In this fourth arc, a year has passed since the events of the Infinity arc. Usagi and the other Sailor Guardians are now high school students and Chibiusa has almost completed her training as a Sailor Guardian. One day Usagi, Mamoru, and Chibiusa see a pegasus begging for help while observing a solar eclipse. At the same time, Mamoru suddenly falls ill as a ship known as the Dead Moon Circus infiltrates the city and sets up a barrier.
The fifth and final arc of Sailor Moon begins with a shake up for Usagi: Mamoru is going to study abroad and Chibiusa is returning to the future. Unbeknownst to Usagi, a tragic fate befalls Mamoru as a new enemy known as Sailor Galaxia appears on the scene. At the same time, a new idol group known as The Three Lights becomes a hit in the city and their leader, Seiya, takes a particular interest in Usagi.
In addition to the main story of Sailor Moon, there are also shorter manga stories that took place in between various chapters and arcs. These stories included a series of short stories such as 'Chibiusa’s Picture Diary' and 'Exam Battles' as well as stand-alone stories known as 'The Lover of Princess Kaguya,' 'Casablanca Memory,' and 'Parallel Sailor Moon.'
Initially, these stories appeared in English in various volumes of the now out-of-print Tokyopop edition of the Sailor Moon manga. In 2013, they were all collected in two volumes published by Kodansha known as Pretty Guardian Sailor Moon Short Stories. Unfortunately, the Kodansha reprint is also out of print.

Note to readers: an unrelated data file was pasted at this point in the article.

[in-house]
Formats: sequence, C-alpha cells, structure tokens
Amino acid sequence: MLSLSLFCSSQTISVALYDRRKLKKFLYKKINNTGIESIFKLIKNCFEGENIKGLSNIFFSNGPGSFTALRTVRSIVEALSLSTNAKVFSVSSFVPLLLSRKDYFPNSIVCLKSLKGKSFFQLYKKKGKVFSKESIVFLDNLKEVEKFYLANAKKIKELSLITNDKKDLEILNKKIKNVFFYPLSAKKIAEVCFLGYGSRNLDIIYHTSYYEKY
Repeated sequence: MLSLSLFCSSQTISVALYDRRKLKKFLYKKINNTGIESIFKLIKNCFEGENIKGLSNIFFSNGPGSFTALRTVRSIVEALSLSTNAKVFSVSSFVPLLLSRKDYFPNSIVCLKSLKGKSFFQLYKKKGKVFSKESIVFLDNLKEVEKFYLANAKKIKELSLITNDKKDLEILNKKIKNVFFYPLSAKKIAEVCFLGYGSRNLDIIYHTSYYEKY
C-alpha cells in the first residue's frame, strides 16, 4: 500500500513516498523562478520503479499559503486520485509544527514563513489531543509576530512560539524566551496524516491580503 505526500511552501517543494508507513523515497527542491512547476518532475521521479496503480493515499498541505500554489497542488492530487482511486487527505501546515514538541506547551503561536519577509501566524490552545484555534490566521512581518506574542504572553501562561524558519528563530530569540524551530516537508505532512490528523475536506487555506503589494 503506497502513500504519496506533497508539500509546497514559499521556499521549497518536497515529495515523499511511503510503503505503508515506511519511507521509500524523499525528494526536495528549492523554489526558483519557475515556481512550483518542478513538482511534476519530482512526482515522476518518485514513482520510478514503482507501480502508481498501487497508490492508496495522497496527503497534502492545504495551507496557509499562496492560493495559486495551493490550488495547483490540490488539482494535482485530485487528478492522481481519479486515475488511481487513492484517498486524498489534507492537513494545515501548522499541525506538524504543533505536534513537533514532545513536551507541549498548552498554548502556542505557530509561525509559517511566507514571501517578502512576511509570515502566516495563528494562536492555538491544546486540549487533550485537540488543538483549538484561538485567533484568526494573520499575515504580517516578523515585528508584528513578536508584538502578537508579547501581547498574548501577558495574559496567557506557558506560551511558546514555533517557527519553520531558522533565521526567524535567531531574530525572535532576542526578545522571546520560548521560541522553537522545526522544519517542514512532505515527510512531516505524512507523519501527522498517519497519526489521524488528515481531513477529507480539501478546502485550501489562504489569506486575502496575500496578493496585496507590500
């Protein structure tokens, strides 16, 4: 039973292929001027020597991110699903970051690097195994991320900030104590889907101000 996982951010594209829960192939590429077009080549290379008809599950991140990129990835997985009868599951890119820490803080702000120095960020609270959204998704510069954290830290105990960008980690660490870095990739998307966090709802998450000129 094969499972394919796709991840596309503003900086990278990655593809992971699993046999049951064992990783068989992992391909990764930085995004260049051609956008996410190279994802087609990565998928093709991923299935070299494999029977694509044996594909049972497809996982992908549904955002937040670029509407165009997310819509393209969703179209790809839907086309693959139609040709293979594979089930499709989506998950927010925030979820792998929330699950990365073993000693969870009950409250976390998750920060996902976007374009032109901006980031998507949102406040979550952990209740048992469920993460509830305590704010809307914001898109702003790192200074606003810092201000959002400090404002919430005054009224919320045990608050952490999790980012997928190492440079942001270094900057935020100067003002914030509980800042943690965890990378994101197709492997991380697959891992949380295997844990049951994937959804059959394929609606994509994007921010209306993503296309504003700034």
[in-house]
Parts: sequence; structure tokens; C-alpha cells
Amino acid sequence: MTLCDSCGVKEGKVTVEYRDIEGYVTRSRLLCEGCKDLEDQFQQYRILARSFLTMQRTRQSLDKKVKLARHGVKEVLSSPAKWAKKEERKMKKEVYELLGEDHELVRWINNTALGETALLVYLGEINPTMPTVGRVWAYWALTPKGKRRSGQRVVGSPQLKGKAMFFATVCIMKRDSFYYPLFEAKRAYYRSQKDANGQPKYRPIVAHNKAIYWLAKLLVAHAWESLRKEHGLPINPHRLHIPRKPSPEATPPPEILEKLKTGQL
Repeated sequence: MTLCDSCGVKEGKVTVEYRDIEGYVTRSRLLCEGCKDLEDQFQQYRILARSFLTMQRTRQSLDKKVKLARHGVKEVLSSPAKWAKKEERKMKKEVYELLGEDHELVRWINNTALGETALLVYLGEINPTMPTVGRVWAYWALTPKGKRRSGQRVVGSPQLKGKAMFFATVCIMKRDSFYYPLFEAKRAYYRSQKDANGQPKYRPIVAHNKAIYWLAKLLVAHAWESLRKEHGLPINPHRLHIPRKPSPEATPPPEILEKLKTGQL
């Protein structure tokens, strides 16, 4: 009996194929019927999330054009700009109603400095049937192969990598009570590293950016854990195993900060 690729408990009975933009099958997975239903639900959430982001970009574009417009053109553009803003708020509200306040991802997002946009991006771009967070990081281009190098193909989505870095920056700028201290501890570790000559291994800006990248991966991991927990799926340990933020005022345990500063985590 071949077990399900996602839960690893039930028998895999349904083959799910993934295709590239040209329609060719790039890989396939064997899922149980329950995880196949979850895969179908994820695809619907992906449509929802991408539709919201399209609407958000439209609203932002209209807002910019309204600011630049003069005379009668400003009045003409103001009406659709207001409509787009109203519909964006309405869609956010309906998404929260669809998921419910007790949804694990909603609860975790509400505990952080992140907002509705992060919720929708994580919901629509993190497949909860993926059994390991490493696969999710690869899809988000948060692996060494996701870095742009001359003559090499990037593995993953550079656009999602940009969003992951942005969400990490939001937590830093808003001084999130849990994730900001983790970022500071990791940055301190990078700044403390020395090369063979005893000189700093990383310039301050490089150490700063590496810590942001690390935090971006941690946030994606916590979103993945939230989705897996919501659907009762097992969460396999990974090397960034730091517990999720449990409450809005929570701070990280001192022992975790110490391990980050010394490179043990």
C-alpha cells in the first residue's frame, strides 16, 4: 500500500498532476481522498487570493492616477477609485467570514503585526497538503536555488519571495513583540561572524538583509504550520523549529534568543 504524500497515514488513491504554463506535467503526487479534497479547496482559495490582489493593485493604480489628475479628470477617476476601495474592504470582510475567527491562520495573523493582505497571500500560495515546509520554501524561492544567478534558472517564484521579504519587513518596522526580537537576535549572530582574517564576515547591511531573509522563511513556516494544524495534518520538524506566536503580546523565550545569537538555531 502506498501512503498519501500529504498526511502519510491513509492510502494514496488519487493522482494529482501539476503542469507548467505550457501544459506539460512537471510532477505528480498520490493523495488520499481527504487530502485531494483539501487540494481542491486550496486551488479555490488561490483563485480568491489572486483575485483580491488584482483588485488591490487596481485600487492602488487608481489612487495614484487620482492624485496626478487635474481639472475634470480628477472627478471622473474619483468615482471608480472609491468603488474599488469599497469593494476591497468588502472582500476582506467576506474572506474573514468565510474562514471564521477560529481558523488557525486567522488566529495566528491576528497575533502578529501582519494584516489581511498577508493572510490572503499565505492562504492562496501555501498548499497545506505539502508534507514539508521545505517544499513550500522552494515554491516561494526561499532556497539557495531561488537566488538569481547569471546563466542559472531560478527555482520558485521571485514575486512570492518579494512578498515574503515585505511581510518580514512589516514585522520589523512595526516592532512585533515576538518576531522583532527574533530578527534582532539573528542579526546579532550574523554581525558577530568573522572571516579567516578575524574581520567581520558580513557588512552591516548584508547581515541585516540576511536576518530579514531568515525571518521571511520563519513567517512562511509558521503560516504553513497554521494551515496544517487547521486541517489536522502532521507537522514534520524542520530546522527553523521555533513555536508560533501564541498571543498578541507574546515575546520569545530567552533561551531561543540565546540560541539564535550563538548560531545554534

Thankfully, these shorts were reprinted a third time in volumes 4, 6, 8, and 10 of the Eternal Editions of the Sailor Moon manga. Although these stories aren’t essential reading, they are a fun break from the main storyline.
Which Sailor Moon manga editions to buy?
For Codename Sailor V, the Eternal Edition is the best way to go. Not only does this edition feature larger pages, but it also has new covers, a new translation, redesigned lettering, and bonus color illustrations. However, the first edition of the series is also good for those who prefer an affordable version. Note that there is no digital version of Codename Sailor V available.
Similar to Codename Sailor V Eternal Edition, the Sailor Moon Eternal Editions contain more pages (300 each) and a new translation. However, the Eternal Editions are currently the only versions of the Sailor Moon manga available digitally. In addition, a slightly cheaper paperback known as the Naoko Takeuchi Edition started publication in May 2022. It contains the same content as the Eternal Edition, but with smaller pages.
Out of all the Sailor Moon reprints available, the Eternal Editions are the most cost effective. Not only can you choose between getting the large paperback or digital versions, but the entire series is ready to buy. On the other hand, you could get the Naoko Takeuchi Editions or the twelve volume box sets if you want smaller pages. Note that the latter is slightly harder to find, while the former will involve some waiting for the next volumes to be published.
Interest in the anime based on Sailor Moon? Read our how to watch Sailor Moon guide.